Subscriber login Close [x]
remember me
You are not logged in.

Tesco on top as UK supermarkets fight back

Published:  21 September, 2016

For the first time in at least two years, the UK's leading supermarkets experienced two consecutive months of growth in both money taken at the till and volume of goods sold.

According to retail performance data from Nielsen, during the four weeks to September 10, the value of sales was up 0.4% versus the same period a year ago while sales volumes increased 0.3%.

Neither has been positive for two consecutive months in over two years.

Beverages were the big winners over the last four weeks with sales of beers, wines and spirits up 6.8%.

The growth was partly driven by people making more frequent shopping trips, which benefited supermarkets with small store formats, in particular.

Tesco had its best year-on-year performance, with sales for the 12 weeks ending September 10 down just -0.2% against the same period last year.

"With both value and volume in growth for most weeks since the middle of July, we're seeing the green shoots of recovery for the leading supermarkets in their battle against the discounters and price deflation," Mike Watkins, Nielsen's UK head of retailer and business insight said.

"A sustained period of good weather and soaring temperatures into September also helped, as did an improved performance from Tesco, and continued good momentum at the likes of Co-op and Waitrose."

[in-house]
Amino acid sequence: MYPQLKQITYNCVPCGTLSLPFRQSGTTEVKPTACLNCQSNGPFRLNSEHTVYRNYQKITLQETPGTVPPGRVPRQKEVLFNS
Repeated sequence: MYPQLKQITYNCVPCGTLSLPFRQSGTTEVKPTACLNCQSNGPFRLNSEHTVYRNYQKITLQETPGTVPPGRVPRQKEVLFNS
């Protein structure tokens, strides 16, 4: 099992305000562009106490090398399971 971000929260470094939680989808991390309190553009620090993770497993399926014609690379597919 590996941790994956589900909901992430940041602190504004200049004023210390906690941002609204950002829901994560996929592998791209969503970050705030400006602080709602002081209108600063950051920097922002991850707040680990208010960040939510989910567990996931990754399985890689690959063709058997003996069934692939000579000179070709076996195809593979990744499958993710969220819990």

In contrast to rising sales in the alcohol and soft drinks categories, packaged groceries saw a -4.7% decline in sales, as shoppers decided to delay stocking up the larder, instead focusing on outdoor eating and foods for immediate meal preparation.

This helped sales in fresh foods rise, such as produce (+3.6%) and delicatessen (+3.4%), as well as contributing to M&S having the highest year-on-year sales increase (+5%) among the leading food retailers, outside the discounters, over the twelve-week period.

Watkins expects competition to "remain intense", particularly with Tesco and, soon, Morrisons, which looks set to return to growth. 

"There's a lot of market share to play for in the £40 billion sales opportunity up to the end of the year," he said.

"This is why the supermarkets need to maintain price cuts as part of a strategy to win back market share from the discounters who are expected to respond by increasing advertising spend again in the run up to Christmas."